Monday, April 23, 2007


I know people have told you kosher does not help you determine whether or not certain food are vegetarians, but if you do more research on kosher food and laws, it can actually quite a bit. Ok lets start off with the rules...

  1. What is kosher? Kosher is something that is acceptable under the Jewish law, mainly referring to food.
  2. What are Kosher food? Kosher food are food that meet the requirement of the Jewish law.
  3. What is Parve? It is when the food is not derived from meat or dair
    1. Kosher meat- This include Poultry and Land Mammalsr.Land Mammals: All those that are both hoofed and chew their crud are kosher. Examples of Kosher land animals: Cow, deer, giraffe.Examples of Non kosher land animals: pigs-hoofed but don't chew their crud. Hare- chew their crud but has no hoofs.Poultry: It is not clearly specified but most birds are kosher except but scavenger birds are considered as non kosher.Animal Fat: "chelev" fat surrounding vital organs are not kosher but animal fat are kosher.
    2. Kosher Parve- Food that are not derived from meat or dairy.
      • Vegetable: All vegetables are considered kosher except for those that have been found with insects and worms.
      • Seafood: Seafood that has scales and fin are kosher, meaning fish. Fish are considered parve, not meat or dairy. Shellfish, sharks dolphin are non kosher because they have no fins or scales.
    3. Unknown- Sorry I'm not sure whether this is considered meat or parve.
      • insects: Certain "winged" insects are considered kosher under different Jewish tradition who believe differently but a majority are non kosher.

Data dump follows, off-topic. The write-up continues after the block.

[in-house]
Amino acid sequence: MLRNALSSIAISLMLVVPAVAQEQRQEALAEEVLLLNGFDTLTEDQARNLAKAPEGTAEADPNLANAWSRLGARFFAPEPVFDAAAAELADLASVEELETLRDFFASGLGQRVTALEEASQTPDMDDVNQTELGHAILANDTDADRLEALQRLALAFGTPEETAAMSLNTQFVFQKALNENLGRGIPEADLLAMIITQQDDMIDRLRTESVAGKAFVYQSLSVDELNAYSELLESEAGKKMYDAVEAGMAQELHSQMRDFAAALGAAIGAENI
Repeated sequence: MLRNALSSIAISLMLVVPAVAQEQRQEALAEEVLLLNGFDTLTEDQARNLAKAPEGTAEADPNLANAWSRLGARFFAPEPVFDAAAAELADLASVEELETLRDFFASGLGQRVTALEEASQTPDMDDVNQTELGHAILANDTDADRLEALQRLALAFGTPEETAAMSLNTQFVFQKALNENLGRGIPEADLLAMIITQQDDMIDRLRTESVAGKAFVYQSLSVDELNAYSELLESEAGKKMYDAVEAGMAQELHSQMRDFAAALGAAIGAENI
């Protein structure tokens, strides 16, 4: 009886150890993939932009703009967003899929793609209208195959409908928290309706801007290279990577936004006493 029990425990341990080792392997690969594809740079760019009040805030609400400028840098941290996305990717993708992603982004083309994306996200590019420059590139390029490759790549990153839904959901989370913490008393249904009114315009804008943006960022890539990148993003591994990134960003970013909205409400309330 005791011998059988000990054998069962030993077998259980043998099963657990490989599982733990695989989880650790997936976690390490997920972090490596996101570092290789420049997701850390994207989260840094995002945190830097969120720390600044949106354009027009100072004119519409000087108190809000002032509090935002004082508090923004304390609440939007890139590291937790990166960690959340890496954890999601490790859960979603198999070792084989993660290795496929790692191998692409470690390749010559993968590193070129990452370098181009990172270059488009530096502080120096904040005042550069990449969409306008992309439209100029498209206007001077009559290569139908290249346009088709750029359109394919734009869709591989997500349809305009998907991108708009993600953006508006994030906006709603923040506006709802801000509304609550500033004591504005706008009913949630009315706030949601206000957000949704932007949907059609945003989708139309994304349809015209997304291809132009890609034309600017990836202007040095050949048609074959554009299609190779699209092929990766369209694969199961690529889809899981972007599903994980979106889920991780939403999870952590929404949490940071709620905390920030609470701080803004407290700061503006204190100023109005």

4. What are the Kosher symbols?
      • OU a circle with a U in the middle, or K means means that the product is kosher and it's parve. Parve can include both fish and eggs so watch out.
      • OU and a D next to it means that it is kosher and it contains milk. D meaning Dairy.
      • OU and a M next to it means that it is kosher and has meat derivative. M meaning meat.
Ok...What do these have to do with vegetarians...?
Obviously it has a lot to do with vegetarians, why else would I be posting this?
  • OUD means there are some type of dairy in it but it's kosher. It still might have a possibilty of having fish or eggs in it since fish and eggs are considered parve.
    • Fish derived items
      • Vitamin A palmitate- Fish oil
      • Vitamin D3- Mostly lanolin oil [derived from sheep wool] and sometimes fish oil
      • Kosher Gelatin- Fish bones
  • OUM means meat derived so stay clear of this item even if it doesn't seem like it has any meat in the ingredient list.
  • If it's OUD or K or OU and it has mono-diglyceride or glycerin, you know it's vegetable derived and not meat derived since glycerin and glyceride are derived from hogs and cows. Even if it was derived from cows (kosher meat) it would have a OUM on it. Well you can look at natural flavoring the same way as you do with glyceride and glycerin but remember natural flavoring can be obtain from fish. If you want to risk be it.
  • CHEESE!!! If the cheese has OUD on it, it means it uses vegetable or microbe rennet. There are two reason, one being that animal rennet is a meat derived, so it cant be eaten with dairy ( jewish law says it's not kosher to eat meat with dairy). The second reason is that it would have to have a OUM on it if it is from meat but the 1st reason makes it impossible for a cheese factory to even label it OUM.
  • Whey would not be extracted through the usage of animal enzyme if the product is OUD since the enzyme is derived from calves and calves are meat.
Sources: wikipedia-kosher, Judism 101, VRG, Dairy House, Vegetarian-Restaurant